Like various genetic alterations, loss of expression of the pro-apoptotic tumor suppressor Ras-associated factor 1 (RASSF1) through an epigenetic alteration, gene methylation, is another important mechanism in the tumorigenesis of many human cancers (Pfeifer et al. 2002). The three splice variants (A, B, C) of RASSF1 all possess a Ras-association domain (Dammann et al. 2000). Ras has been shown to be able to use RASSF1 as a direct effector in the downstream signaling (Vos et al. 2000). Therefore, RASSF1 may function through a Ras-like signaling pathway. Promoter methylation of RASSF1A was frequently found in thyroid tumors (Schagdarsurengin et al. 2002, Xing et al. 2004a) and this methylation silenced the expression of RASSF1A gene in thyroid tumor cells (Schagdarsurengin et al. 2002). Therefore, aberrant methylation of RASSF1A may represent another important oncogenic mechanism in thyroid tumorigenesis. Intriguingly, aberrant methylation of RASSF1A was recently found to be mutually exclusive with BRAF mutation in PTC (Xing et al. 2004a). High-level RASSF1A methylation occurred mostly in FTC (Xing et al. 2004a), similar to ras mutations that also occur frequently in FTC (Vasko et al. 2003). Among different PTC subtypes, ras mutations were highly prevalent in follicular-variant PTC, while RET/PTC rearrangements, like BRAF mutation, were more prevalent in conventional PTC (Zhu et al. 2003) and tall cell-variant PTC (Basolo et al. 2002). Therefore, it appears that PTC subtype-predilections may partially account for the mutual exclusivity of these genetic and epigenetic alterations recently reported in thyroid cancer. In most of these studies, analysis of all PTC for genetic alterations was conducted without stratification of histological subtypes. To be certain about the mutual exclusivity of these common genetic alterations and their respective roles in thyroid tumorigenesis in each specific subtype of PTC, it would be necessary to examine all of these genetic and epigenetic alterations simultaneously in each of the specific subtypes of PTC.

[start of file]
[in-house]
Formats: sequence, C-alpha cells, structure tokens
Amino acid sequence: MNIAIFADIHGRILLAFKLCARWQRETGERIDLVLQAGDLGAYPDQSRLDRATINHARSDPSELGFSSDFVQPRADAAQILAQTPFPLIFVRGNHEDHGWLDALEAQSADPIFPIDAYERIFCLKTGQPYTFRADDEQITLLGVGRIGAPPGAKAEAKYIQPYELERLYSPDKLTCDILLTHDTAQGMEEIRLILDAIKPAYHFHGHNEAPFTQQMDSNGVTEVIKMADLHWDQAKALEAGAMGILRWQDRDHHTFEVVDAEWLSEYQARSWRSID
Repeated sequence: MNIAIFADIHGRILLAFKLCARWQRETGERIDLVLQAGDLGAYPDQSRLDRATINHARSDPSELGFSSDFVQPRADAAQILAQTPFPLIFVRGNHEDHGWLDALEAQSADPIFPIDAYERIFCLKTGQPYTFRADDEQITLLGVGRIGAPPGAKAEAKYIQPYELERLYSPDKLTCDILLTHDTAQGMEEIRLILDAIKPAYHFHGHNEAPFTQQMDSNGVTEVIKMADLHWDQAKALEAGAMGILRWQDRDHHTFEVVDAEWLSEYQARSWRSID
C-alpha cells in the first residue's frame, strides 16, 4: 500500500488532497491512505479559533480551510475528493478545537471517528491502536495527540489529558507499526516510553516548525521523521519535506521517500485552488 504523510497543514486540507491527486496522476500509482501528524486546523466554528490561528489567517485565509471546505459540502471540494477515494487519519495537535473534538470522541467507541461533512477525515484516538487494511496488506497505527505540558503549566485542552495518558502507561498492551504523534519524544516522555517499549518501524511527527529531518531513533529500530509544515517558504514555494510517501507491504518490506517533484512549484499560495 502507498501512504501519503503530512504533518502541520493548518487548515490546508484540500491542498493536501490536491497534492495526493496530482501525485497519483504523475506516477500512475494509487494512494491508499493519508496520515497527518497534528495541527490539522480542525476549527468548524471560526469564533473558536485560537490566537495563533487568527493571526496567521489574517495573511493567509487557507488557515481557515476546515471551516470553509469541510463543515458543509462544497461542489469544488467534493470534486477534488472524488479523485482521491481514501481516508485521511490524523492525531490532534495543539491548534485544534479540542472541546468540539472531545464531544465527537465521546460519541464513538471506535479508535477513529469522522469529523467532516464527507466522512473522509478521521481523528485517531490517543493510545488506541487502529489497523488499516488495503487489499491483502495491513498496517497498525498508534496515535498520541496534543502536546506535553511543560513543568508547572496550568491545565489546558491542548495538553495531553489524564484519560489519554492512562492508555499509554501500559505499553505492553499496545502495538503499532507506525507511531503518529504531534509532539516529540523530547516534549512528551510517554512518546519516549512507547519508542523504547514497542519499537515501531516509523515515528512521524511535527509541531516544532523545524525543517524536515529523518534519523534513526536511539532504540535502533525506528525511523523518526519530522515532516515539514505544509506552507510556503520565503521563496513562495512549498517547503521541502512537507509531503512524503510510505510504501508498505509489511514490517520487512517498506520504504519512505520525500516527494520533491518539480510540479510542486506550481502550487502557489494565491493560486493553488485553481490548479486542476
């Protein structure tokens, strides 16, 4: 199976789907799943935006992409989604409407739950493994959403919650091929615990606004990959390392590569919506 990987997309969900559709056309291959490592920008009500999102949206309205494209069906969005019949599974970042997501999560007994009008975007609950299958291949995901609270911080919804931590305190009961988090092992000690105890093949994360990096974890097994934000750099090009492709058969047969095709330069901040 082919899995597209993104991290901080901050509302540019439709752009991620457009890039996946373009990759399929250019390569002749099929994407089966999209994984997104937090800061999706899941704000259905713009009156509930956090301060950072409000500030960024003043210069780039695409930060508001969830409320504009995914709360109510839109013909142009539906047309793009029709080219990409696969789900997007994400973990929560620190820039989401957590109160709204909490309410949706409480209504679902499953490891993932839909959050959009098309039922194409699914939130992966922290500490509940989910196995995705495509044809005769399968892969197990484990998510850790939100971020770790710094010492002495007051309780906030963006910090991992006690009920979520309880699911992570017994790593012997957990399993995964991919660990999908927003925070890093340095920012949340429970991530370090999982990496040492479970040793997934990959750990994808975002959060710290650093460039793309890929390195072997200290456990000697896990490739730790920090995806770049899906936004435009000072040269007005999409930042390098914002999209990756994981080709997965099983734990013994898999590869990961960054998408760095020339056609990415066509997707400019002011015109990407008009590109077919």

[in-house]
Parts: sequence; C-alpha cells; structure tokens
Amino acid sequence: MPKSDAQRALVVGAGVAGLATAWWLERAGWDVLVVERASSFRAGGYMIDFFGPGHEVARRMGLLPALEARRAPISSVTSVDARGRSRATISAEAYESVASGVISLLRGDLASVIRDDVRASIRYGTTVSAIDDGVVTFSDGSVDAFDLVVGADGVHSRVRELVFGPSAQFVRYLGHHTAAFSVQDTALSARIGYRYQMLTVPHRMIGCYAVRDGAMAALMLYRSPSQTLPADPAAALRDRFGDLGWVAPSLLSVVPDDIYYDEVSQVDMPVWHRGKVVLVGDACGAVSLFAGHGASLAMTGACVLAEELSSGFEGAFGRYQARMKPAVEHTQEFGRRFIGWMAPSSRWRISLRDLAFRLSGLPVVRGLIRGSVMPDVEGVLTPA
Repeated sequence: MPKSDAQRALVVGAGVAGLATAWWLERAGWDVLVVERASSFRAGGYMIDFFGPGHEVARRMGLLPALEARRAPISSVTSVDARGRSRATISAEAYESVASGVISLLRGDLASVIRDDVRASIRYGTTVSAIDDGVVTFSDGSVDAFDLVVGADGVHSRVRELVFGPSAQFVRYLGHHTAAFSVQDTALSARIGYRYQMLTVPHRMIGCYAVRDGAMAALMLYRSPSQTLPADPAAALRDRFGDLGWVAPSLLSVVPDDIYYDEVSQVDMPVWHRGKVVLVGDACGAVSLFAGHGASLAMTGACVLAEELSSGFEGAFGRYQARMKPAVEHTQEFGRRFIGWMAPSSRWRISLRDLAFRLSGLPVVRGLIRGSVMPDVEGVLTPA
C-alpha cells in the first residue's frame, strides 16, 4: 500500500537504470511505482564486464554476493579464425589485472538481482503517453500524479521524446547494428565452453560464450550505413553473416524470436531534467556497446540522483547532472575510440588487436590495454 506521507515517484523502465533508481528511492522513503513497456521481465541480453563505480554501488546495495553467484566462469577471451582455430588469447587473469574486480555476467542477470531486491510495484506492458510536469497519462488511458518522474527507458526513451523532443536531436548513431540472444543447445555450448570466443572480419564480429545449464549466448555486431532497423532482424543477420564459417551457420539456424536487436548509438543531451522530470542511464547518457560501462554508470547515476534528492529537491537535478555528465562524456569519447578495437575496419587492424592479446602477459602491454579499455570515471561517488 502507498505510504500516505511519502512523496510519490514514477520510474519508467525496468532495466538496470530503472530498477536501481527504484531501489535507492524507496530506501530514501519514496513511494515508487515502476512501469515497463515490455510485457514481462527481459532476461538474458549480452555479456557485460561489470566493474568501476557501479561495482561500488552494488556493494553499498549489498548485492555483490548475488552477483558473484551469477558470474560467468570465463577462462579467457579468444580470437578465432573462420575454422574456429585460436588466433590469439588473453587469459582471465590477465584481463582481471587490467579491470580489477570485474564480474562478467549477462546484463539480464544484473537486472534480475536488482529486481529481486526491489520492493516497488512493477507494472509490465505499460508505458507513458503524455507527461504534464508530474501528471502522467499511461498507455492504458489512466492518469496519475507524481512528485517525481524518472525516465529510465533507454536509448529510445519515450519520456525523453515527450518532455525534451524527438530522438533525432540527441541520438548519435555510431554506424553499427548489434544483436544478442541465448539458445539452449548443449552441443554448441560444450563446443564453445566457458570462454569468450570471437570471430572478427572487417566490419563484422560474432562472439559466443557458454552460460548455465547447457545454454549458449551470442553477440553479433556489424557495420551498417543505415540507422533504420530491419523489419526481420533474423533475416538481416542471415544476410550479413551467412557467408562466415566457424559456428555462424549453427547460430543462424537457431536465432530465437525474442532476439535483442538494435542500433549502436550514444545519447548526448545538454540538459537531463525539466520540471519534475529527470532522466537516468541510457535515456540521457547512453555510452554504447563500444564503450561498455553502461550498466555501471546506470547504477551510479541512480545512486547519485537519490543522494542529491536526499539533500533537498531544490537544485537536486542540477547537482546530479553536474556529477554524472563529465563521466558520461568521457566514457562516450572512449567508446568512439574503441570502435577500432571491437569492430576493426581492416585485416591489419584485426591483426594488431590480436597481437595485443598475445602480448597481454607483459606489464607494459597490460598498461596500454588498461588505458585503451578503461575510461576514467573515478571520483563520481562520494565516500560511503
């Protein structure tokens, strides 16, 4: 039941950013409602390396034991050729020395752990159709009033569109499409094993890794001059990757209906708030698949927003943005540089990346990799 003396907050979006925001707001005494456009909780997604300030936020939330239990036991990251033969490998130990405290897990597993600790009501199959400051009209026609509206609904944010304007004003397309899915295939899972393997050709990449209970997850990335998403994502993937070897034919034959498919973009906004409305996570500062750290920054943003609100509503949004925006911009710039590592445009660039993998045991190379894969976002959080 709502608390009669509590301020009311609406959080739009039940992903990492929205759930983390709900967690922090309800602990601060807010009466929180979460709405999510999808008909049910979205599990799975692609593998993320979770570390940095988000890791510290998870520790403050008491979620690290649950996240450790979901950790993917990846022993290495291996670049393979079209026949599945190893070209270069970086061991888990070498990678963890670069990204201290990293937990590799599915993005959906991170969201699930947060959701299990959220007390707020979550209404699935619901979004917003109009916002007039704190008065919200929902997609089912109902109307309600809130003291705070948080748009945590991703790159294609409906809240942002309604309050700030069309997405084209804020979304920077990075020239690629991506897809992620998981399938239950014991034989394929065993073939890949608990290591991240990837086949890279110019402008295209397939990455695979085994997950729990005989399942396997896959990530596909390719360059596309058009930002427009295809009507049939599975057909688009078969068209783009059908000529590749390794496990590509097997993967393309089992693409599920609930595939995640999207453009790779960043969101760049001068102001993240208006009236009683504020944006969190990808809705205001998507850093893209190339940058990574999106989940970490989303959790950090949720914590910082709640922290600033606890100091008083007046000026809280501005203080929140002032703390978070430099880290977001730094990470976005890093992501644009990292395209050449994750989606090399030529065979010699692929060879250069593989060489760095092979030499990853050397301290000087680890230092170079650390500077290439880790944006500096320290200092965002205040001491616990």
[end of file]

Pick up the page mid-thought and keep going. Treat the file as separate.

BRAF mutation and RET/PTC rearrangements may act at steps that are different but close in their shared oncogenic pathway, resulting in conventional PTC, whereas ras mutations and RASSF1A methylation may act at different but related steps along their shared oncogenic pathway resulting in FTC and follicular-variant PTC. Although thyroid tumorigenesis caused by these genetic and epigenetic alterations may all involve the MAP kinase pathway, each of these genetic and epigenetic alterations, particularly those that act in this pathway at a step proximal to Raf kinase, may involve additional signaling pathways. For example, the phosphoinositide 3-kinase/Akt pathway, which is known to also play an important role in thyroid tumorigenesis, can be activated by Ras (Gire et al. 2000, Cheng & Meinkoth 2001) or RET/PTC (Kim et al. 2003, Miyagi et al. 2004). This may partially explain the distinct characteristics of different subtypes of thyroid cancer that harbor different genetic and epigenetic alterations.
Reciprocal age-association of BRAF mutation and RET/PTC rearrangements